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What does it mean to be a consumer in the early-21st century? How do our public choices determine identity and behaviour? Have we ironically become slaves to our own consumption preferences? While the Enlightenment theorists exposed the philosophical weaknesses of theology and the spuriousness of metaphysics, their work leaves little room for theoretical manoeuvres, and even less space for understanding consumption today. Rejecting Habermas' polemics in "The Structural Transformation of the Public Sphere" (1991) as an incidental "moment" in the tradition of Western philosophy, Antonio L. Rappa offers an examination of modernity and consumption with a non-Marxist, modernity-Resistance-theoretical frame (mRf) that draws on the work of William E. Connolly, Gianni Vattimo, Stephen K. White, Theresa Brennan and Wendy Brown. Late modernity - the experience and consciousness of global and technological transformation today - is not about the fusion of "public and private" spaces but about the deep penetration of private space by public space to the extent that private space becomes conditional, and decrepit. The "private" has ironically become contingent on the "public". Decisions about what to consume no longer represent the conscious choices of private, interest-seeking, and wealth-maximizing individuals but are instead cultural symbols and social signs of the political markers of late modernity that are grounded in foundational fantasies accruing to the family and education, public rhetoric and personal narrative, and reconstructions of public space.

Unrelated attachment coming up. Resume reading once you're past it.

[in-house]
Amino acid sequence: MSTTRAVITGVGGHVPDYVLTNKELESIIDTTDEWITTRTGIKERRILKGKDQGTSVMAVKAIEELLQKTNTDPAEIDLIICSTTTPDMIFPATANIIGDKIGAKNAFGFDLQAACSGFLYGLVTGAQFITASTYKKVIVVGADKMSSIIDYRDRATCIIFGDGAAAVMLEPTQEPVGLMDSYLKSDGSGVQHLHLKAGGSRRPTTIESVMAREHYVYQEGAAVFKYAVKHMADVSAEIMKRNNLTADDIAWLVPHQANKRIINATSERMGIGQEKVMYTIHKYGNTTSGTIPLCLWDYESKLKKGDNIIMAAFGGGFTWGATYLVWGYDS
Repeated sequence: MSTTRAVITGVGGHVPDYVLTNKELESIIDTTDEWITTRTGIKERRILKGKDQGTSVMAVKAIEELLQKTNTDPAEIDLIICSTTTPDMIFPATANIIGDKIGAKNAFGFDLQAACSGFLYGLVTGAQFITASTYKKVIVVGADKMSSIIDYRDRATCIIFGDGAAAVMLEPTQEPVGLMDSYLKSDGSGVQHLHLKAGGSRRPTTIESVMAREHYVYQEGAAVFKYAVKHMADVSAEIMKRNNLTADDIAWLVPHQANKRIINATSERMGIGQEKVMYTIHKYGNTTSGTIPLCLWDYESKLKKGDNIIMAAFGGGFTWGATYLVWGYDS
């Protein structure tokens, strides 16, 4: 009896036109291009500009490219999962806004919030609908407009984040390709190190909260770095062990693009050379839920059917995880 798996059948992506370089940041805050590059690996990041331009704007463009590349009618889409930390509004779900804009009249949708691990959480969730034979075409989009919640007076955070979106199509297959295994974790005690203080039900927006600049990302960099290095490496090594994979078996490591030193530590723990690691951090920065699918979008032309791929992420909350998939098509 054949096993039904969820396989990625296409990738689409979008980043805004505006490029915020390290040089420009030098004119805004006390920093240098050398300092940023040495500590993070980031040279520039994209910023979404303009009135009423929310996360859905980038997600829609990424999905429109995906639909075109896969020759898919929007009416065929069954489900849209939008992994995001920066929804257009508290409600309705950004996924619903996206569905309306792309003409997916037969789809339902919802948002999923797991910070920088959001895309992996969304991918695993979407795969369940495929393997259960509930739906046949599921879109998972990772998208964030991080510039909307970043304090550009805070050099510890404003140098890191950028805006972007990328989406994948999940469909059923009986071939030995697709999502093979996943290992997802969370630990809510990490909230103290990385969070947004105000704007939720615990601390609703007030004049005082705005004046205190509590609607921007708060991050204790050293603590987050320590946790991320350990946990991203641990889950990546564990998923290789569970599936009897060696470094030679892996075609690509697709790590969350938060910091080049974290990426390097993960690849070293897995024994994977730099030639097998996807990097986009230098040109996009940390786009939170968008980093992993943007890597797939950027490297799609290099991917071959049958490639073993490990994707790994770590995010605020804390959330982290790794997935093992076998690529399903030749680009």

World Scientific Publishing Co Pte Ltd
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